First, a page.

Scientific writing and Communication: An alternative career option for PhDs and scientists outside research laboratories

Writing is recognized as a popular and esteemed career which existed ever since we could remember the existence of printed literature and books. There are various writing professionals working as writers and editors for media, publishing house, business communications, advertising, government and academic settings and freelance services. Until now, writing has always been considered as a promising opportunity for someone with a background in a language subject. People some time really wonder if scientists can be writers. Surprisingly, nowadays scientific writing is attracting many PhDs who really covet for a change from traditional research career to a better alternative which can be creative and challenging. Many scientists and PhDs now feel comfortable outside their laboratory zone because with time they have gained excellent communication skills while pursuing PhD through endless exercise of oral presentations, publications and thesis writing.

Can scientific writing and communication be pursued as a promising alternative career by PhDs?

Answer is yes! Writing and publishing are actually the essential components of most careers in science, particularly in an academic research setting. Many PhDs are now opting out for it as an alternative career outside routine research laboratories for a livelihood. A long history of scientific journals dated back to1665 proves that researchers have been unquestionably accepted as writers among scientific community. Not to forget that all the science and technology books are authored by scientists with a particular expertise on the subject. Scientific writing is an excellent way to apply one’s life science background to explore a relatively unconventional career track. If one possesses the knack for quality communication and passion for writing, then science credentials can makes him/her a much favored commodity in the media, research facilities, universities, hospitals and pharmaceutical industries. Scientific writing is in fact a broader term that covers a number of communication domains like science journalism, medical reporters, apart from medical writing, technical writing and science marketing writing.

Scientific writing offers a vibrant scope for PhDs in various disciplines, attracting them into an excellent alternative to a research based career:

The scope of scientific writing has been increasing such that many higher academic institutions like MIT, University of California, Santa Cruz, Johns Hopkins University and Boston University started offering a one-year graduate program in scientific writing. Many management institutions offered short-term courses on technical writing, mainly focusing on writing and editing highly specialized material for biotechnology, pharmaceutical and computer companies. Similar to a scientific writer, a medical writer with a MD or PhD in life or other basic sciences can work for hospitals, pharmaceutical companies, government agencies, medical schools, non-profit organizations or publishing houses. Typically science writers in these settings are known as Public Information Officers (PIO).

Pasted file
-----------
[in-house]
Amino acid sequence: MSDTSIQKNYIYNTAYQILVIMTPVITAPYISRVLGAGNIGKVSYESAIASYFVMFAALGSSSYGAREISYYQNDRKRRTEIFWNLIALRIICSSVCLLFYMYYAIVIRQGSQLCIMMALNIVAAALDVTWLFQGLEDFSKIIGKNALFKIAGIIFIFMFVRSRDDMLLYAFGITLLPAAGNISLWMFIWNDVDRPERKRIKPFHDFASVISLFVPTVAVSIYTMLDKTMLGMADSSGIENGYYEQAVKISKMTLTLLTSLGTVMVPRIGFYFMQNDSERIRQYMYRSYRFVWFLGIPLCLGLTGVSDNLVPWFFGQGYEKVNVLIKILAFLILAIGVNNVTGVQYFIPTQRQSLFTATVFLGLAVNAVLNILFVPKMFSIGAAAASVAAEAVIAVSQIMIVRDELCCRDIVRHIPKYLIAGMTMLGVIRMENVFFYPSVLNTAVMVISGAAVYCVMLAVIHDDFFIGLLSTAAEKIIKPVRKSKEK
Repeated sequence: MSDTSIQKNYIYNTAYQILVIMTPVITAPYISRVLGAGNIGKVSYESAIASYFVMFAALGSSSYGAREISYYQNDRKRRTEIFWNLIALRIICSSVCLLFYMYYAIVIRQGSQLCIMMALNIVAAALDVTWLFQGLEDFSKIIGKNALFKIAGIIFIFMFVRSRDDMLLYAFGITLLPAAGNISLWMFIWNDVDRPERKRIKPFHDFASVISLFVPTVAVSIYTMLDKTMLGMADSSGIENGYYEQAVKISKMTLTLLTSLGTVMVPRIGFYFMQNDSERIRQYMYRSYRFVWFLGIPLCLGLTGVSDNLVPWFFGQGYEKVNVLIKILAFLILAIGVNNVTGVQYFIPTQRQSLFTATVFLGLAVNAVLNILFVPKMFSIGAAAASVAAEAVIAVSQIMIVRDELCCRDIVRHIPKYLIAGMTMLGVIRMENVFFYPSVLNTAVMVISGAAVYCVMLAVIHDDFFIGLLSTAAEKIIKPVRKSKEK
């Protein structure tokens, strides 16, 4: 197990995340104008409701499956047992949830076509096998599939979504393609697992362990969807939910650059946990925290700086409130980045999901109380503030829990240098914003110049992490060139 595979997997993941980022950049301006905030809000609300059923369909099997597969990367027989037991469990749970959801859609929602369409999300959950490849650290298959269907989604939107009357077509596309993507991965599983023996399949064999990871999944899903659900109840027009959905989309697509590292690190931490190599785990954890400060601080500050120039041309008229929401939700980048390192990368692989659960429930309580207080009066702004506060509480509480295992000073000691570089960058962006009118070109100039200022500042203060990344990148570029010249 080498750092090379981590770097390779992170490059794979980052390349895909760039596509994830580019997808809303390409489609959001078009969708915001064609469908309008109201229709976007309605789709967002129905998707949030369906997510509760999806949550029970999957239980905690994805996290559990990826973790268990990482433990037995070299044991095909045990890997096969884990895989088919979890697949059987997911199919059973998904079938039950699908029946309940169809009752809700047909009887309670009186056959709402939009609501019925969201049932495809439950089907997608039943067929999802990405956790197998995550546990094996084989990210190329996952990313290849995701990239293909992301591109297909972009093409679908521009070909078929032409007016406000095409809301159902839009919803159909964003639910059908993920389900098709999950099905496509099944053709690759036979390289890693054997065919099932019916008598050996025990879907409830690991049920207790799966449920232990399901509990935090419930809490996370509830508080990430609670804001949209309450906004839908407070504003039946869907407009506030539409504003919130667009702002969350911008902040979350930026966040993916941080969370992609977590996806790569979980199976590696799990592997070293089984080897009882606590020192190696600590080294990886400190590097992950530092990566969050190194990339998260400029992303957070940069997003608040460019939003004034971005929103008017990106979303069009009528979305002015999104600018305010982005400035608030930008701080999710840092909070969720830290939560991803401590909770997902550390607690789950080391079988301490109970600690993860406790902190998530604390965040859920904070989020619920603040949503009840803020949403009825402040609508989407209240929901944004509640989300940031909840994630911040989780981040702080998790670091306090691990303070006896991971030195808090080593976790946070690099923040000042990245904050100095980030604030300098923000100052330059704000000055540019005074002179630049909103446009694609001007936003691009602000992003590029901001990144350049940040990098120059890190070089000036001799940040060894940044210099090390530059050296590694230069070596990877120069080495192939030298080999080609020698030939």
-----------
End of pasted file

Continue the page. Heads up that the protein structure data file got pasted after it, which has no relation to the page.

One can envision the following few selected options (as mentioned below).

Publishing house: In last few decades, the increased research funding and activities have led to the ever increasing number of scientists in both basic and applied sciences. The growing competition among scientists to perform quality research and avail research funding from government agencies have made it mandatory to publish in high quality journals. With the introduction of first peer review journal in early 17th century, the number of such quality journals has been increasing and so are the career prospects in publishing house where most scientists with PhDs would fit in according to their area of expertise. By combining vigorous research training and subject expertise with their excellent communication and writing ability, scientists can actually find good placements with reputed publishing house as reviewers, copy editors and proofreaders. Though still few in number, there are companies which hire scientists as in-house editors to ensure quality editing, proofreading and prepublication services to authors from non native English speaking countries.

 Regulatory affairs: Various pharmaceutical giants like Novartis, GlaxoSmithKline and Pfizer now exclusively hire scientific, technical and medical writers with excellent writing skills on various positions based on their qualification and experience. Great deal of accuracy is required to prepare the clinical study protocols, regulatory documents and brochures for investigative drugs and thus apart from the subject depth and expertise, rigorous training a PhD received during a five to six year period makes them a perfect fit for such job requirements.

Academics and Research Institutes: Universities and research institutes now specially requires PhDs for different writing tasks which involves helping faculties and scientists in writing research grants in correct format and ensure a quality check before it goes to the funding agency. Such positions include titles like Grant manager, which saves ample time of scientists in dealing with complexities of research grant applications. Many institutions have started elective course on “scientific writing and communications” to better prepare science and medical graduates for their future careers. Similarly, hospitals involved in clinical research, hires PhDs for clinical data writing and various other writing tasks.

Apart from these, one can also try their hands on in careers like freelancing, patent writing and science journalism, which requires a sound technical knowledge and subject expertise. These jobs ensure one’s career satisfaction by offering substantial job flexibilities and attractive salaries.

Share